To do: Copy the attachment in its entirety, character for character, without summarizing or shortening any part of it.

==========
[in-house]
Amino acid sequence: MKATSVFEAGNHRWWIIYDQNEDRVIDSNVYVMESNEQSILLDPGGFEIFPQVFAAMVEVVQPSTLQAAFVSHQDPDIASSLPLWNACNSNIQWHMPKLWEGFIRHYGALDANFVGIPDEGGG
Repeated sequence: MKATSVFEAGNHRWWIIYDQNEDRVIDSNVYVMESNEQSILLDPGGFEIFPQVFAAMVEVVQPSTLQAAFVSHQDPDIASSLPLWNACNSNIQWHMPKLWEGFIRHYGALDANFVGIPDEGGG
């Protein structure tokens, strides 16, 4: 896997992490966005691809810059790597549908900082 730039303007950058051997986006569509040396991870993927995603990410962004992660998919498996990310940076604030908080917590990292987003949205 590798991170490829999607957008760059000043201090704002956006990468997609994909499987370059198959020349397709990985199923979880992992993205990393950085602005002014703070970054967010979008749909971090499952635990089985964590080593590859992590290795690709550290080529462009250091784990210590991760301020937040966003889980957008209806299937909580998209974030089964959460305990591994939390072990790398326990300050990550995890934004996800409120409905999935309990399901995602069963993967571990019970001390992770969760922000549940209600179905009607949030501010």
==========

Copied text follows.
[in-house]
Amino acid sequence: MKATSVFEAGNHRWWIIYDQNEDRVIDSNVYVMESNEQSILLDPGGFEIFPQVFAAMVEVVQPSTLQAAFVSHQDPDIASSLPLWNACNSNIQWHMPKLWEGFIRHYGALDANFVGIPDEGGG
Repeated sequence: MKATSVFEAGNHRWWIIYDQNEDRVIDSNVYVMESNEQSILLDPGGFEIFPQVFAAMVEVVQPSTLQAAFVSHQDPDIASSLPLWNACNSNIQWHMPKLWEGFIRHYGALDANFVGIPDEGGG
């Protein structure tokens, strides 16, 4: 896997992490966005691809810059790597549908900082 730039303007950058051997986006569509040396991870993927995603990410962004992660998919498996990310940076604030908080917590990292987003949205 590798991170490829999607957008760059000043201090704002956006990468997609994909499987370059198959020349397709990985199923979880992992993205990393950085602005002014703070970054967010979008749909971090499952635990089985964590080593590859992590290795690709550290080529462009250091784990210590991760301020937040966003889980957008209806299937909580998209974030089964959460305990591994939390072990790398326990300050990550995890934004996800409120409905999935309990399901995602069963993967571990019970001390992770969760922000549940209600179905009607949030501010």